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Eating Disorders Psychological Assessment The SCOFF Questionnaire (Morgan, Reid and Lacey, 1999) · Do you make yourself sick because you feel uncomfortably full? · Do you worry you have lost control over how much you eat? · Have you recently lost more than one stone in a threemonth period? · Do you believe yourself to be fat when others say you are too thin? · Would you say that food dominates your life?

Eating Disorders Psychological Assessment The Eating Disorders Examination (Cooper and Fairburn, 1987) · Eating concern · Shape concern · Weight concern · Restraint

Eating Disorders Treatment (QIS, 2006)

Anorexia Nervosa `Most patients with anorexia nervosa can be managed on an outpatient basis with a psychological component, medical monitoring and dietetic advice provided by a multidisciplinary team' `The initial aim of outpatient anorexia nervosa treatment is to establish a therapeutic rapport with the patient, establish motivation for change and prevent further weight loss. The ultimate aim is to restore the patient to a healthy weight and to improve abnormal thinking about food, weight and shape as well as improving abnormal eating behaviour and other related abnormal behaviour'

Eating Disorders Treatment (QIS, 2006)

Anorexia Nervosa `A choice of psychological treatments, based on an individual psychological formulation, should be provided. Treatments should focus on motivational enhancement, eating behaviour and attitudes to weight and shape and on underlying psychosocial issues with the expectation of weight gain. All therapists involved in the care of patients with anorexia nervosa should have a good knowledge of all aspects of care'

Eating Disorders Treatment (QIS, 2006)

Bulimia Nervosa `Most patients with bulimia nervosa can be managed on an outpatient basis with a psychological component. Some also require medication, medical monitoring and dietetic advice that is best provided by a multidisciplinary team. Care should be tailored to individuals rather than a rigid pattern of treatment'

Eating Disorders Treatment (QIS, 2006)

Bulimia Nervosa `Cognitive behaviour therapy for bulimia nervosa (CBT-BN), a specifically adapted form of CBT, should be offered to adults with bulimia nervosa. The course of treatment should be for 16 to 20 sessions over 4 to 5 months' `Interpersonal psychotherapy (IPT) should be considered as an alternative to CBT, but patients should be informed it takes 8-12 months to achieve results comparable with cognitive behaviour therapy'

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Eating Disorders Treatment (QIS, 2006)

Eating Disorder Not Otherwise Specified (EDNOS) `There is little evidence to guide the management of atypical and other disorders. Some of these have eating disorder psychopathology that is severe, disabling and in many respects very similar to the psychopathology found in anorexia nervosa and bulimia nervosa. For these patients the treatment of the category of eating disorder that most closely resembles the patient's symptoms should be followed'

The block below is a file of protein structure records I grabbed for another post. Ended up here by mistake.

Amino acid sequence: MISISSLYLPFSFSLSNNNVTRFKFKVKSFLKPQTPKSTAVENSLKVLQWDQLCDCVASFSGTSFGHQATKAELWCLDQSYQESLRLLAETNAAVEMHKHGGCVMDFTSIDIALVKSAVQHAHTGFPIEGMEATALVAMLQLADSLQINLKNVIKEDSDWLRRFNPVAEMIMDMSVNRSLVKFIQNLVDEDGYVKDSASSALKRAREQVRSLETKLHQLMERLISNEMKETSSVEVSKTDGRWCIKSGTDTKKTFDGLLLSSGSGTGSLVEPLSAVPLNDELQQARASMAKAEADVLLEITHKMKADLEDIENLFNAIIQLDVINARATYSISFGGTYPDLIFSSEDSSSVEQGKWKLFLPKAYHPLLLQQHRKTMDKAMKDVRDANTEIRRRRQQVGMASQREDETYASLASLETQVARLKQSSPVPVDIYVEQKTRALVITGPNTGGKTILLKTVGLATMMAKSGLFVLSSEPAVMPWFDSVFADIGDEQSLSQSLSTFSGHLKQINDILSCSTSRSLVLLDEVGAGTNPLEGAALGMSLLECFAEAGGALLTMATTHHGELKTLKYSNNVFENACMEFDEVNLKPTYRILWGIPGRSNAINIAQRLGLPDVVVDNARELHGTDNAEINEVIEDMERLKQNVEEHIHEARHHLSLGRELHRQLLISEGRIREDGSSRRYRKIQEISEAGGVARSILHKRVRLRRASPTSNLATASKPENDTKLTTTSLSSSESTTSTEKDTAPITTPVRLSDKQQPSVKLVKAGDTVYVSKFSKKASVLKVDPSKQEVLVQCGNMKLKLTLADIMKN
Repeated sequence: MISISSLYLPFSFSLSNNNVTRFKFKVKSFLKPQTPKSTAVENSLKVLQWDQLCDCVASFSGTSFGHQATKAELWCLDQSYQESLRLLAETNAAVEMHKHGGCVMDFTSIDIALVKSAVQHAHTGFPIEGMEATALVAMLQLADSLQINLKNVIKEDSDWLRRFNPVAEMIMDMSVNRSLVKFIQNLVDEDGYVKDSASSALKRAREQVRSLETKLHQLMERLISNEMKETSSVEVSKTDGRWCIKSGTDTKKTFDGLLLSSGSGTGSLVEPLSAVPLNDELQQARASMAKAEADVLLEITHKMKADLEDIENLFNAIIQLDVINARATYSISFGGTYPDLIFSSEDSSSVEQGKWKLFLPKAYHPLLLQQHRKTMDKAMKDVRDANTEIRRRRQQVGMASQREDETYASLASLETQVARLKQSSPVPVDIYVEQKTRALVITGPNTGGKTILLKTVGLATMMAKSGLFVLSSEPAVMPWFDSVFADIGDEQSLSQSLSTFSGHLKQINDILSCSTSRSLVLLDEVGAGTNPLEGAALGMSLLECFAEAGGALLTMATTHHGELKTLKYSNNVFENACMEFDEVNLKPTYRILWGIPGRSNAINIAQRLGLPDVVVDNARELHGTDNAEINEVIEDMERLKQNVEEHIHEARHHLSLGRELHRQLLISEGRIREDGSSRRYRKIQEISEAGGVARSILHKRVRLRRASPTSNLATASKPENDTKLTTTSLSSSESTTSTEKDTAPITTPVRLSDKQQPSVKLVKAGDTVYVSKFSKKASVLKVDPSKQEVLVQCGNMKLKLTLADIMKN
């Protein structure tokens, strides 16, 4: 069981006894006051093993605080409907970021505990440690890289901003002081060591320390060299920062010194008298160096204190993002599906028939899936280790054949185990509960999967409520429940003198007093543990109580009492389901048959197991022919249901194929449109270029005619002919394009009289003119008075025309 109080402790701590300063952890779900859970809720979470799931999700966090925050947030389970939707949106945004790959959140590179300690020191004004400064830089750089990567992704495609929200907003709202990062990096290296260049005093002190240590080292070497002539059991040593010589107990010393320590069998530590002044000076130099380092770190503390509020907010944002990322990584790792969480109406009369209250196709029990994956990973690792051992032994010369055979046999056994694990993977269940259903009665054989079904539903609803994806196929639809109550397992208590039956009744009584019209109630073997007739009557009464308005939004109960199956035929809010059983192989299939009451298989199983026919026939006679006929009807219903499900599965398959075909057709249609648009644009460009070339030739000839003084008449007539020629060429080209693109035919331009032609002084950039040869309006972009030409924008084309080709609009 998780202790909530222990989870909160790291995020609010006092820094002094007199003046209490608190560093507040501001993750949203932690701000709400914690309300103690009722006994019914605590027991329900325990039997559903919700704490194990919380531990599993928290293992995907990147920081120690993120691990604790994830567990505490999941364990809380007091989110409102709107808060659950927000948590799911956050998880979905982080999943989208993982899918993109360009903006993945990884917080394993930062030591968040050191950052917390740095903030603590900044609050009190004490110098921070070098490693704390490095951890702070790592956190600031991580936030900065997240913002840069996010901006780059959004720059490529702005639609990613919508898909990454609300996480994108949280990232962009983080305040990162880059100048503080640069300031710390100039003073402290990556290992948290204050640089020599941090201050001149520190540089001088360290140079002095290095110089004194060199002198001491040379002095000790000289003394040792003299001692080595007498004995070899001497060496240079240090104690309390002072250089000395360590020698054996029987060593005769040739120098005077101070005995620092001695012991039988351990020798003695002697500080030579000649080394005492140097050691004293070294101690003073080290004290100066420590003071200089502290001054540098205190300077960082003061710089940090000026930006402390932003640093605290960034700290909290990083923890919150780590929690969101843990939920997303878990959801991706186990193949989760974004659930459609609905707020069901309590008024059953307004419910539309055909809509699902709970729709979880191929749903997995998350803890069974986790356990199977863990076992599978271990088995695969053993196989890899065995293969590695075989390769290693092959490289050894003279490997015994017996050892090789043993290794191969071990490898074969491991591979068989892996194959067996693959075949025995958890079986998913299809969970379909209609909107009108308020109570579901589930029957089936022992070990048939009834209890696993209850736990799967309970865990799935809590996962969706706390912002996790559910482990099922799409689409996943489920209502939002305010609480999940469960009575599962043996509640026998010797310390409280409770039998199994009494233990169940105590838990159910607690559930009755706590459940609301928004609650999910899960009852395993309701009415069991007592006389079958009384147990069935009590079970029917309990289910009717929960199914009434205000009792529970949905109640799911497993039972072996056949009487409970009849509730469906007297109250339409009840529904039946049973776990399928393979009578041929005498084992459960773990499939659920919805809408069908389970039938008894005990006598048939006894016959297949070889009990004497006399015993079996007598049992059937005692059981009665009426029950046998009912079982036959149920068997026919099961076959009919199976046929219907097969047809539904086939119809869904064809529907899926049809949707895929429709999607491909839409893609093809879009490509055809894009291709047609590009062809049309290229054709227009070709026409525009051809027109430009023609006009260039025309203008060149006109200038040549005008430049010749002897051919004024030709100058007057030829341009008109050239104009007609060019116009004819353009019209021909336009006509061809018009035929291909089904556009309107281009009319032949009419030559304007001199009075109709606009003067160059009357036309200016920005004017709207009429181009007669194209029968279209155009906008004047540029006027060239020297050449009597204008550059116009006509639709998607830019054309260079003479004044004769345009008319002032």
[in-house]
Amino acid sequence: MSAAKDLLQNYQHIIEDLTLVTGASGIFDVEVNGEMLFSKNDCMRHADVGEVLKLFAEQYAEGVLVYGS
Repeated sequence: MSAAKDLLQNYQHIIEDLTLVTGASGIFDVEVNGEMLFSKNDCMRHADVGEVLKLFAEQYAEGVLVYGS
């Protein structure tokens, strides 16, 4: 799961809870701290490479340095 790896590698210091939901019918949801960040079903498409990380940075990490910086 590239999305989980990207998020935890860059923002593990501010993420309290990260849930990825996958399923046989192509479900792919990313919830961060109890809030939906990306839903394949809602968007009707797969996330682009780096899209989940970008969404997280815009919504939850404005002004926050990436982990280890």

Eating Disorders Treatment

Anorexia Nervosa Motivational Enhancement Therapy · Patients at the pre-contemplative/contemplative stage of change · Possibility of change a major theme · Educational approaches regarding consequences of maintaining/relinquishing disordered pattern of eating CBT/IPT · Patients who have a degree of motivation to change · CBT focuses on personal thoughts, beliefs and behaviours · IPT focuses on impact of interpersonal relationships, role transitions, attachment and loss

Eating Disorders Treatment

Anorexia Nervosa ­ Treatment Structure Weight monitoring · Weight checked · Potential physical complications reviewed · Meal planning and self-monitoring reviewed/modified If weight goals are met, personal and interpersonal issues identified in formulation take priority (focus on identifying and changing dysfunctional schemas and behaviours, and/or consideration of impact of interpersonal relationships) If weight goals are not met, practical implications are reviewed, motivation is re elicited, and problem-solving used to help meet eating and weight goals

Eating Disorders Treatment

Anorexia Nervosa ­ Treatment Structure Three phases 1. Building trust and setting goals (including motivation enhancement) 2. Exploring attitudes related to food and weight, then broadening the scope to underlying cognitive and interpersonal issues 3. Preventing relapse and preparing for termination

Eating Disorders Treatment

Bulimia Nervosa CBT · Directive and time-limited (16-20 sessions) · Stage 1 (sessions 1-8): behaviour change, involving weekly weighing, education, prescription of regular eating patterns, selfmonitoring and self-control strategies · Stage 2 (sessions 9-16): cognitive reappraisal, involving elimination of dieting, shape and weight concerns, and targeting of core beliefs and problem-solving skills · Stage 3 (final sessions): relapse prevention

Eating Disorders Treatment

Bulimia Nervosa IPT · Non-directive and time-limited (16-20 sessions) · Stage 1 (first 3/4 sessions): rationale for approach presented, current interpersonal difficulties and historical patterns identified (life chart and interpersonal inventory), and a focus for treatment chosen · Stage 2 (next 8-10 sessions): problem areas examined and ways of changing considered, exploring all possibilities with detailed discourse analysis (increasingly patient-led) · Stage 3 (remaining sessions): relapse prevention

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Eating Disorders Treatment

Bulimia Nervosa CBT versus IPT · Acknowledgement and acceptance · Affect · Exploratory techniques · Problem-solving · Role-play · Homework tasks · · · Focus Therapeutic relationship Tools (e.g., diaries)